- Developer - EA Canada
- Publisher - EA
- Formats - Xbox 360 [tested], PlayStation 3, Microsoft Windows
- Release date - 27 September
- Price - £39.99
This is more like it. I don't want to fuel the franchise war, but unlike Pro Evo 2014 which feels insubstantial and arcade-y, Fifa 14 is difficult. You have to strategise each play. The controls and physics have been tuned to make the game feel like real football and if you don't pay attention, the AI will run away with it like Barcelona vs Burton Albion. I appreciate that kind of complexity. Even as a football non-fan, I like Fifa 14 a lot.
But before I get into those intricacies, a few words on presentation. Fifa 14 looks great. I know it's not Konami's fault. I know it's always been that way. I know EA snapped up the official rights to everything years ago. But the fake player names and mock locales in PES detract just that eensy bit from my enjoyment. I want to pretend I'm Lionel Messi. I don't want to be Lionel Mossi.
So kudos to EA Sports for once again getting the details spot on. There are more than 15,000 players in Fifa 14 and they all look spot-on.
Right, on to the mechanics. Pro Evolution 2014 felt fast and bouncy. The ball ping-ponged off of player's feet and rather than having to fight for possession, it seemed like you could just tap tackle and win the ball every time. Fifa is harder. Words like these are game review cliches, so I apologise for using them, but it feels physical. Or, I dunno, rugged.
The real ball physics and protect-the-ball system have been reworked again, so you have to be a lot more careful with your first touch and your sprinting. Long gone are the days of holding down run and charging through defenders. In Fifa 14, you need to use every tool at your disposal.
The physics engine is punishing. Whilst dribbling, you need to continually tweak the left stick to keep the ball at your feet. If you're on the defensive, tackles need to be well-timed and performed at just the right angle, otherwise larger and faster players will just shrug them off. It's not stylised or streamlined. Like a real football player, you have to work your ass off for every goal.
Actually, that brings me to shooting, which has also been retooled. Shots on goal are now dictated by the Pure Shot system which weighs up factors like a striker's physical position, his strongest foot and so on to determine the accuracy of a shot on goal. If for example a right-footed player gets the ball passed directly to his right foot, and he's facing the goal directly, he'll be able to welly it straight in with full force and accuracy.
However, if the ball's played to his left side, and he's turned at an angle away from goal, he'll need a few seconds to adjust his stride and the accuracy and power of his kick will be negatively affected.
Pure Shot means you have to play with your whole team. You can't just wham the ball over to your striker and expect him to nail a perfect shot. You have to play intelligent and precise through balls to get him on his best foot, and position your forwards based on their attributes. If you co-ordinate an attack properly, you can almost guarantee a speedy and accurate shot on goal. But rush forward without much planning, and that short moment Rooney needs to adjust his stride will leave him open to being tackled and more likely to fluff it over the bar.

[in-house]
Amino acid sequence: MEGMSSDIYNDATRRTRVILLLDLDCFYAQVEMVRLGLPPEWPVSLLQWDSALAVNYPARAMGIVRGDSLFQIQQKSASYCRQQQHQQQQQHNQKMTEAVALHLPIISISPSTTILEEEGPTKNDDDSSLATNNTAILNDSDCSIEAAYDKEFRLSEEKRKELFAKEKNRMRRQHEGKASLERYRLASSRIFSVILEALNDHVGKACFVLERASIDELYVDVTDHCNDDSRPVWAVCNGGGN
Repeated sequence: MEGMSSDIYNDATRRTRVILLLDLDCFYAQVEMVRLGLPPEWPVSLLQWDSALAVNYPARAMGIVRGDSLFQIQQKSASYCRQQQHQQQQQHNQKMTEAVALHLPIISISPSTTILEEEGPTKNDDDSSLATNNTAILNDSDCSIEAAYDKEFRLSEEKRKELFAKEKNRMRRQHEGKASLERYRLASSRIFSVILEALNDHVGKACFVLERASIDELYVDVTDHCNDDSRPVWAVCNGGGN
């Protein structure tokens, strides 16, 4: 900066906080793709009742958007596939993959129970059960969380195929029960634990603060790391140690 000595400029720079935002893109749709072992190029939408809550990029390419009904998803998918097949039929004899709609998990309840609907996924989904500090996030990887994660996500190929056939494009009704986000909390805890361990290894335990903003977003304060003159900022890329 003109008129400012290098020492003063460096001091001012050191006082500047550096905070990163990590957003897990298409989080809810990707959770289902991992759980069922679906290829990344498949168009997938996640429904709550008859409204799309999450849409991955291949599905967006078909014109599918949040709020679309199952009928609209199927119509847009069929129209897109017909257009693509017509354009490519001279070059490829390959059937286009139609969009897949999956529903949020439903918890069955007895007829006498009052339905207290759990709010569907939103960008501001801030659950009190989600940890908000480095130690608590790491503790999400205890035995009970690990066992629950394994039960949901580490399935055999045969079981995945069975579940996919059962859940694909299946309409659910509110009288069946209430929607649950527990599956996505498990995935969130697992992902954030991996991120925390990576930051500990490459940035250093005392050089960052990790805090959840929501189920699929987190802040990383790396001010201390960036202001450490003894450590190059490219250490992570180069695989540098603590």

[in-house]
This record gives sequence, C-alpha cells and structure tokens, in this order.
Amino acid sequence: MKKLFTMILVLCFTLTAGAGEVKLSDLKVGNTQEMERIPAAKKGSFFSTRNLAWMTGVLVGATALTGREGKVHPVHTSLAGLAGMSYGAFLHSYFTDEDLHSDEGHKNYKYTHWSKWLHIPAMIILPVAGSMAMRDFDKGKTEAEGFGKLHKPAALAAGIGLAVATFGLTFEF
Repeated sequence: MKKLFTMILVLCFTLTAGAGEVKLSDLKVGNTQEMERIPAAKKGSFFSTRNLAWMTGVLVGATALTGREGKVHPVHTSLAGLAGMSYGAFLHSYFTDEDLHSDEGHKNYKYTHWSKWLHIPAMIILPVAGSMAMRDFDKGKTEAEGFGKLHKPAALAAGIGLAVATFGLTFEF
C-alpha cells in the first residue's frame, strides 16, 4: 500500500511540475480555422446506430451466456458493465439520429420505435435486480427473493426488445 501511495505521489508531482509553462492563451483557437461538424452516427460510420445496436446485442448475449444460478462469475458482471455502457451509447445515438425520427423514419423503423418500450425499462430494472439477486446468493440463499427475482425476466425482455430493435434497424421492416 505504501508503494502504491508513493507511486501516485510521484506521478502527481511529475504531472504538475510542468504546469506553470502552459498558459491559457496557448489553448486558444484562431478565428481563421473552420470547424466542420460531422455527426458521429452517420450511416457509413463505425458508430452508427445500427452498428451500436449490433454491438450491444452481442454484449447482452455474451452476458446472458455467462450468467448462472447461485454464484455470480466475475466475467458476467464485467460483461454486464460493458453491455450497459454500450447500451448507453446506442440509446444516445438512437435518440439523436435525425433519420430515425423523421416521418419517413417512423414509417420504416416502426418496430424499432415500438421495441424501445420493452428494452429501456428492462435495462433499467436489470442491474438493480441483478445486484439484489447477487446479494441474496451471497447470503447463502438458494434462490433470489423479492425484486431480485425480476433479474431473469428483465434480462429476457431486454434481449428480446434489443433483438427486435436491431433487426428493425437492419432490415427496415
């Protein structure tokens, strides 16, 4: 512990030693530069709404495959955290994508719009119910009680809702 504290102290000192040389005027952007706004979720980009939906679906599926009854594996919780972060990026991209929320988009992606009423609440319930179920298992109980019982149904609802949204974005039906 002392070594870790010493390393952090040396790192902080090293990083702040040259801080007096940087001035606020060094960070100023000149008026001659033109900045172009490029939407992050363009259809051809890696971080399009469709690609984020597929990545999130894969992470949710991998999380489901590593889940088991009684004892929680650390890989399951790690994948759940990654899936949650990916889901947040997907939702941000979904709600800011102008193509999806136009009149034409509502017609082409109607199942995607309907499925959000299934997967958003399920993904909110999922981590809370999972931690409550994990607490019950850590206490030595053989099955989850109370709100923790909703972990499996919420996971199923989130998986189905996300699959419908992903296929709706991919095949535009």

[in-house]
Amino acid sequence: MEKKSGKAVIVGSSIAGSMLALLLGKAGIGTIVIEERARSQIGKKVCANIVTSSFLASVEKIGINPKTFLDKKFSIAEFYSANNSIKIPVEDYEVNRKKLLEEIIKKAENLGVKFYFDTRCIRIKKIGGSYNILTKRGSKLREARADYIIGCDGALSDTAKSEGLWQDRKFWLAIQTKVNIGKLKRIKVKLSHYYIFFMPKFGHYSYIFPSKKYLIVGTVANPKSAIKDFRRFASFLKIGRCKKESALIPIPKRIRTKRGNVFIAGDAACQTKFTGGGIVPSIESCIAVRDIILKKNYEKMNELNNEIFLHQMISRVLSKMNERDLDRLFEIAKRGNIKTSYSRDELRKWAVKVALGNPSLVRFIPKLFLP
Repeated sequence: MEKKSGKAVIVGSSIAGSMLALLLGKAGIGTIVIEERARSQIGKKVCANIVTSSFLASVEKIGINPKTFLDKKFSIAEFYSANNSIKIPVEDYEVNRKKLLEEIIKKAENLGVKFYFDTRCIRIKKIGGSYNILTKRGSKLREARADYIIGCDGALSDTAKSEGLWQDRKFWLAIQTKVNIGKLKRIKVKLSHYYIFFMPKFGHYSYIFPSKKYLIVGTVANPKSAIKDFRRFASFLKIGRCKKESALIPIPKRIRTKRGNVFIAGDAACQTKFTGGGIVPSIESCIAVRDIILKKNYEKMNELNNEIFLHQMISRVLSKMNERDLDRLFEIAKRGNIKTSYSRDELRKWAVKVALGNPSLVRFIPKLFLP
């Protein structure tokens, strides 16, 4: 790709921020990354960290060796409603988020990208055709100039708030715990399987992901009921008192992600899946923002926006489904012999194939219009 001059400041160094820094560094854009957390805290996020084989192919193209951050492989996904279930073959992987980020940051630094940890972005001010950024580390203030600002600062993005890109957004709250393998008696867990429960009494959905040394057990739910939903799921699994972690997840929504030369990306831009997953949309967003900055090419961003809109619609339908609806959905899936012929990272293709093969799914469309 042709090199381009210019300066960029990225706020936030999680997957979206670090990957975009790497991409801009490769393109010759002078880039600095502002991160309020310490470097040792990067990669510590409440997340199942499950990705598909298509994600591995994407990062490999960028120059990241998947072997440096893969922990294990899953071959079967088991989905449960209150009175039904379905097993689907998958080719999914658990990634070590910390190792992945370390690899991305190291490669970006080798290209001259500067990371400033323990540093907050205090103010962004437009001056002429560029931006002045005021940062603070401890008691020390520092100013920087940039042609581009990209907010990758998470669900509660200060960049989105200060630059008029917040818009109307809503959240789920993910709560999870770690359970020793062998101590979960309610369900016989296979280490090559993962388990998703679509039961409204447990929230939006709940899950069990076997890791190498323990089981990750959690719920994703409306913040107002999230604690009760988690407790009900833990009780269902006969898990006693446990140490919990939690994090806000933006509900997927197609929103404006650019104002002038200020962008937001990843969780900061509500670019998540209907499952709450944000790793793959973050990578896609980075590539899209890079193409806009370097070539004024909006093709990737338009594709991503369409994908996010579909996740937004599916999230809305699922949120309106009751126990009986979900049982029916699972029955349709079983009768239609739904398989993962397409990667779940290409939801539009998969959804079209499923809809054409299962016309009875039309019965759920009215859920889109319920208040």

Fortunately, team intelligence has been worked on as well. So while they're off the ball, team-mates endeavour to get into the best position they can. Another qualm I have with Pro Evo is that it feels like the kind of football games I played at primary school, where everyone just chased the ball and crowded around the goal.
If you are not constantly switching between them, your team-mates just dawdle. Your passes, no matter how well you think you're placing them, end up going to no-one.
The players in Fifa are much smarter. Defenders fan out to cover the 18-yard box, midfielders move around to collect the ball and push it forwards and your strikers line themselves up with goal. It hits a good balance. You're not necessarily having to micro-manage everything on the pitch but at the same time your team feels like a well co-ordinated unit.
There's always room for improvement and spending time on the team manager screen choosing your formation, laying out your squad and so on will no doubt improve your game, but you can also play Fifa 14 on auto-mode. It's a nice all-rounder.
Other than that, there isn't a lot more to say. To use another cliché, save for a few optimisations, this is a similar game to the other Fifas. Chances are you've decided already whether you're buying it or not and are only going through reviews to see if anyone thinks this year's Pro is better than this year's Fifa. It's not. Franchise wars bore me to death, but I know what you want to know. And yes, Fifa is still better than PES.
- Gameplay: 9/10 - Complex, difficult and layered. There's a lot you need to learn before you can be excellent at Fifa, but if you want to just jump right in, you can.
- Graphics: 9/10 - Polished and colourful. I know it's been this way forever, but I appreciate the licensed shirts, the player faces, the details, all that stuff.
- Sound: 8/10 - Great attention to crowd noises. The commentary is naturalistic.
- Replay value: 8/10 - Again, like Pro, Fifa has a pre-determined lifespan of about a year. You won't get bored of it before then.
- Overall: 9/10 - A great football game. Even for a total soccer dunce like myself, Fifa 14 is a lot of fun. Complex, challenging and very pretty to look at - I like this a lot.
Want to know what our review scores mean? Have a look at how we review games.